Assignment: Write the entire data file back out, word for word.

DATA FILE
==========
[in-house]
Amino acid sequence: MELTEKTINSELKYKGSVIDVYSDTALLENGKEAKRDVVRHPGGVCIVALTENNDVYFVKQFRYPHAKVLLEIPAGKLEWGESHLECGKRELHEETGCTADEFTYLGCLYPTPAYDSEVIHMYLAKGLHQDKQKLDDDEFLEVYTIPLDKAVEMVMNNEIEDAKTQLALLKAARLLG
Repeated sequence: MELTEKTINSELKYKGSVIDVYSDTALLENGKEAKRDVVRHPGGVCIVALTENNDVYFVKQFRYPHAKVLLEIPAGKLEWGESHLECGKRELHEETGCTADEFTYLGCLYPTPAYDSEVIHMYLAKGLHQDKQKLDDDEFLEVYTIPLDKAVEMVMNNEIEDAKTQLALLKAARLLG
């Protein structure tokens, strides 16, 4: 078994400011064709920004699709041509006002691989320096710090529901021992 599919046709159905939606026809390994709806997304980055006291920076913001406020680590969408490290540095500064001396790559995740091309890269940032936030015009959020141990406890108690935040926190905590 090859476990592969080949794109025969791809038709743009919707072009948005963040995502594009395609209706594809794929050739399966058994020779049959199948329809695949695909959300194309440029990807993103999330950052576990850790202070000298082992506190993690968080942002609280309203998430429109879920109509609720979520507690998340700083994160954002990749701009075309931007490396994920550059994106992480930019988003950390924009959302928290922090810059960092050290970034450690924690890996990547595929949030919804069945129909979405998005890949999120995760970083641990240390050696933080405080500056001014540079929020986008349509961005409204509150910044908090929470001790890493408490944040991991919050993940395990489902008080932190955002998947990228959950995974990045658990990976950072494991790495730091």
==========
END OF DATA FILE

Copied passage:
[in-house]
Amino acid sequence: MELTEKTINSELKYKGSVIDVYSDTALLENGKEAKRDVVRHPGGVCIVALTENNDVYFVKQFRYPHAKVLLEIPAGKLEWGESHLECGKRELHEETGCTADEFTYLGCLYPTPAYDSEVIHMYLAKGLHQDKQKLDDDEFLEVYTIPLDKAVEMVMNNEIEDAKTQLALLKAARLLG
Repeated sequence: MELTEKTINSELKYKGSVIDVYSDTALLENGKEAKRDVVRHPGGVCIVALTENNDVYFVKQFRYPHAKVLLEIPAGKLEWGESHLECGKRELHEETGCTADEFTYLGCLYPTPAYDSEVIHMYLAKGLHQDKQKLDDDEFLEVYTIPLDKAVEMVMNNEIEDAKTQLALLKAARLLG
């Protein structure tokens, strides 16, 4: 078994400011064709920004699709041509006002691989320096710090529901021992 599919046709159905939606026809390994709806997304980055006291920076913001406020680590969408490290540095500064001396790559995740091309890269940032936030015009959020141990406890108690935040926190905590 090859476990592969080949794109025969791809038709743009919707072009948005963040995502594009395609209706594809794929050739399966058994020779049959199948329809695949695909959300194309440029990807993103999330950052576990850790202070000298082992506190993690968080942002609280309203998430429109879920109509609720979520507690998340700083994160954002990749701009075309931007490396994920550059994106992480930019988003950390924009959302928290922090810059960092050290970034450690924690890996990547595929949030919804069945129909979405998005890949999120995760970083641990240390050696933080405080500056001014540079929020986008349509961005409204509150910044908090929470001790890493408490944040991991919050993940395990489902008080932190955002998947990228959950995974990045658990990976950072494991790495730091």